Counterfeit money refers to fake or imitation currency that is produced with an aim to deceive. The act of producing counterfeit money amounts to forgery or fraud, as it is done without any kind of legal sanction. The monetary history of the world is so heavily flooded with the accounts of counterfeit currency invading the markets from time to time, that the production of fake money seems as old as money itself. Even before paper money was introduced to the world, there were several instances of fakes with respect to metal currency. And, such instances were not limited to a certain region, but were prevalent all over the world. When metal money or coins were in circulation, counterfeiting was done by mixing base metals – copper, aluminum, lead, zinc, tin, and iron – with gold and silver, two metals that were predominantly used to make ancient coinages.
The practice of counterfeiting became more refined with the arrival of paper currency. One of the classic instances of monetary forgery comes from the World War II era, when the Nazis counterfeited American dollars and British pounds in huge quantities with the aim to destabilize the economies of both these countries. An enormous amount of counterfeit money is in circulation throughout the world even today, and some of it is of a really high quality, to make its identification all the more difficult, if not impossible.
Currency counterfeiting is a crime that continuously poses a threat to a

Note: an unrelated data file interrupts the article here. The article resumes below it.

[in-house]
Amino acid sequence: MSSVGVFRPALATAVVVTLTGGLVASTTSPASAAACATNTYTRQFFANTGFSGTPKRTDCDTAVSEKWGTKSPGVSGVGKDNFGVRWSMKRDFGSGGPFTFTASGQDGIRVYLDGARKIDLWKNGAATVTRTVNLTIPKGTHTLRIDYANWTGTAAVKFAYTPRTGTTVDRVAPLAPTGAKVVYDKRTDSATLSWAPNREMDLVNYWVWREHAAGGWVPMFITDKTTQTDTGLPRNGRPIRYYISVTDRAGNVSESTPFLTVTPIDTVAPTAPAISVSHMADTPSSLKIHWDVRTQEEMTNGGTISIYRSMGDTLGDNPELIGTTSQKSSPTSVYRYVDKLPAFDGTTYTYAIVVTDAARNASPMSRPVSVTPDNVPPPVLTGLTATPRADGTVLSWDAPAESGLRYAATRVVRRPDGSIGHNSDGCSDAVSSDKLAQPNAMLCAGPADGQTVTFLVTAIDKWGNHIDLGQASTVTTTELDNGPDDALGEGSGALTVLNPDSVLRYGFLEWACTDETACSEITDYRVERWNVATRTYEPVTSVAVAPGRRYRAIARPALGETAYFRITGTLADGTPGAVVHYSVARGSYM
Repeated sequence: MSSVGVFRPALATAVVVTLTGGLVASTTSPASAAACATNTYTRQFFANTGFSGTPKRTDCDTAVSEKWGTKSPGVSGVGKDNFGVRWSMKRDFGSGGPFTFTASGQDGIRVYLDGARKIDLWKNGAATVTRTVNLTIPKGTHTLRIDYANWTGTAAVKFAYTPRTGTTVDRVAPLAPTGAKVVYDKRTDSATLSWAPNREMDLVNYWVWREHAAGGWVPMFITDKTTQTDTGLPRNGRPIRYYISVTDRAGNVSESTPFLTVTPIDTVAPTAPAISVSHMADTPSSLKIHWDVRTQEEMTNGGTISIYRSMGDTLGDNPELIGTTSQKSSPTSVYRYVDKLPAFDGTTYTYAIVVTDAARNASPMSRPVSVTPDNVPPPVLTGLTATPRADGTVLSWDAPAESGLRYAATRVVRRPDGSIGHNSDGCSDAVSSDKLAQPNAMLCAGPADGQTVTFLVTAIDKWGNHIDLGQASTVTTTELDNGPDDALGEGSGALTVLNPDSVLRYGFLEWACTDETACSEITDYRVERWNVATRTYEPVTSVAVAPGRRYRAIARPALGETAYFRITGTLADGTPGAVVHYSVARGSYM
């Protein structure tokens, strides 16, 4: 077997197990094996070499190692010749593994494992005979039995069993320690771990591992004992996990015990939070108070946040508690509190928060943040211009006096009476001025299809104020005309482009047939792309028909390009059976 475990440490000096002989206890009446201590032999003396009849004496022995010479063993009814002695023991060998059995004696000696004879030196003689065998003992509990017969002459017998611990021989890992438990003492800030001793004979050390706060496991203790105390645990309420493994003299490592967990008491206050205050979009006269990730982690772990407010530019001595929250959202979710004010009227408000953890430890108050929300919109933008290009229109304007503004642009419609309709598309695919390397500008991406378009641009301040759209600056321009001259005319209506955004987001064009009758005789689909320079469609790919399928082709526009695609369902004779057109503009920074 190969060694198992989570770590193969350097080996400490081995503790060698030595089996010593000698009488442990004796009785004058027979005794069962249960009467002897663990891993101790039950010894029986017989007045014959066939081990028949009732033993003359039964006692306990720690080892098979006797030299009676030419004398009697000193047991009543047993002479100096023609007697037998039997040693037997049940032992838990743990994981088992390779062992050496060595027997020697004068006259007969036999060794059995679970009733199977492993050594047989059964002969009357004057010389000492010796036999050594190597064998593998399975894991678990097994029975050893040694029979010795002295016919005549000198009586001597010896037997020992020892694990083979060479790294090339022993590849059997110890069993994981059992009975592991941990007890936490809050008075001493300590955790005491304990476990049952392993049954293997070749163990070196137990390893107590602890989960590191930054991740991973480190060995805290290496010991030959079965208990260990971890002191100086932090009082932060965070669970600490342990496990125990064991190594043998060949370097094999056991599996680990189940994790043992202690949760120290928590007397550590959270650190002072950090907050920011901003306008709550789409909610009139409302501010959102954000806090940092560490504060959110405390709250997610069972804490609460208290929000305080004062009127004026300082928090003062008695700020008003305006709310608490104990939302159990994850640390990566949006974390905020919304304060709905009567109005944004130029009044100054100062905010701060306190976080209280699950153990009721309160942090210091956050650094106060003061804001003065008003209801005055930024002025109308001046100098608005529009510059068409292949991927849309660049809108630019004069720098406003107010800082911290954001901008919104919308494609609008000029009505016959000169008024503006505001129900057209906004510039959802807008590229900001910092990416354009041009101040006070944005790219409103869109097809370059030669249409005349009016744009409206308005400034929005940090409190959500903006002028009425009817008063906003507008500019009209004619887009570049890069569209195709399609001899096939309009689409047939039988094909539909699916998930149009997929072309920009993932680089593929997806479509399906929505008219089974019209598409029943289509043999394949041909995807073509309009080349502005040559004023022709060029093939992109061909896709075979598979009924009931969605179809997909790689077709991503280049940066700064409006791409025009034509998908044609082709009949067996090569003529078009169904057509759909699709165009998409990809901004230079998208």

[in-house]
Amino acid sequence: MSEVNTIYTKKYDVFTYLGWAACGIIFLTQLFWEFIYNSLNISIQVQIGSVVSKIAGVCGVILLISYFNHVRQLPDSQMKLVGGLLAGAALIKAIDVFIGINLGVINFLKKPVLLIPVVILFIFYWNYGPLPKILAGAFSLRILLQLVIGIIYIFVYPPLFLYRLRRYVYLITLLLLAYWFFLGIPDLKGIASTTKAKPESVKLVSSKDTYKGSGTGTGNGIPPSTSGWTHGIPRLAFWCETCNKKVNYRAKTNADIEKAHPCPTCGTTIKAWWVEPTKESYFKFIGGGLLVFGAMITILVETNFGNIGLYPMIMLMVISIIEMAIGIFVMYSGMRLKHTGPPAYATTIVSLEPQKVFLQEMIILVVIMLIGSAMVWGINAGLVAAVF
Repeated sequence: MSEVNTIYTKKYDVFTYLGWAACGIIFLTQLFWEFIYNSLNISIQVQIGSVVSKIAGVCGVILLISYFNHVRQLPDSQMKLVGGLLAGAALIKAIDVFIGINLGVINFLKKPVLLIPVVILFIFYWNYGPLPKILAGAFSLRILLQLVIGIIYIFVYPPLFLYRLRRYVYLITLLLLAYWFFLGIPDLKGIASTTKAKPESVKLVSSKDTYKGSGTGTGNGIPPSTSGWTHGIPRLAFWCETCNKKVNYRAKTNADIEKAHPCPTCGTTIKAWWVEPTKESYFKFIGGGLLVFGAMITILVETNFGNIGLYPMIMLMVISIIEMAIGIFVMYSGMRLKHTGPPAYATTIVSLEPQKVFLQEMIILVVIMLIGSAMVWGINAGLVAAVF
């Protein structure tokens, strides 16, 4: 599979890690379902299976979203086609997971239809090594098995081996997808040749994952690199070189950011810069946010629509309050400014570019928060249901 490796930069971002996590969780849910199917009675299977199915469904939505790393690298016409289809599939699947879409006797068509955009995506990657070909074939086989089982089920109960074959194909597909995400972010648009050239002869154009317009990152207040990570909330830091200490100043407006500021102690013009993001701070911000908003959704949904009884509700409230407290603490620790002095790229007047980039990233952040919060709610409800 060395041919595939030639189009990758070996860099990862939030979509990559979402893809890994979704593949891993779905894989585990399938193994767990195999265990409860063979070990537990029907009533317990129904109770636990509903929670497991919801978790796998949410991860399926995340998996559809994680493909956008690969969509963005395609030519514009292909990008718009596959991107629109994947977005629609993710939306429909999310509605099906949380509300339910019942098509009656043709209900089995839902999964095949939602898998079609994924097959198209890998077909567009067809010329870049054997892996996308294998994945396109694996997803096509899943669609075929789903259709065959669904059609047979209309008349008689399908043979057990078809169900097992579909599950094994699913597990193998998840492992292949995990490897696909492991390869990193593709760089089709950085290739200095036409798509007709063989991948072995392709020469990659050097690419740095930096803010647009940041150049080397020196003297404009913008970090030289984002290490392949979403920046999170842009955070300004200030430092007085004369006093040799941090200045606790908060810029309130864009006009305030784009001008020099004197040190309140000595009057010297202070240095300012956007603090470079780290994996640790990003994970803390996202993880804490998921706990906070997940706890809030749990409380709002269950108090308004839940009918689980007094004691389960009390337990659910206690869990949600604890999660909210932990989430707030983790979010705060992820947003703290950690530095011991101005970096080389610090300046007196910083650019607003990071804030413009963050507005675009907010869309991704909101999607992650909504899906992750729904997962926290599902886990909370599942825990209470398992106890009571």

country’s economy and is a source of financial loss to its citizens. Some of the ill-effects that counterfeit money has on society are a reduction in the value of real money; and increase in prices (inflation) due to more money getting circulated in the economy – an unauthorised artificial increase in the money supply; a decrease in the acceptability of paper money; and losses, when traders are not reimbursed for counterfeit money detected by banks, even if it is confiscated.
At the same time, in countries where paper money is a small fraction of the total money in circulation, the macroeconomic effects of counterfeiting of currency may not be significant. The microeconomic effects, such as confidence in currency, however, may be large.
Failure to take significant action in combating counterfeiting can lead to uninsurable risk, which has a harmful effect on the reputation and functioning of a country’s central bank.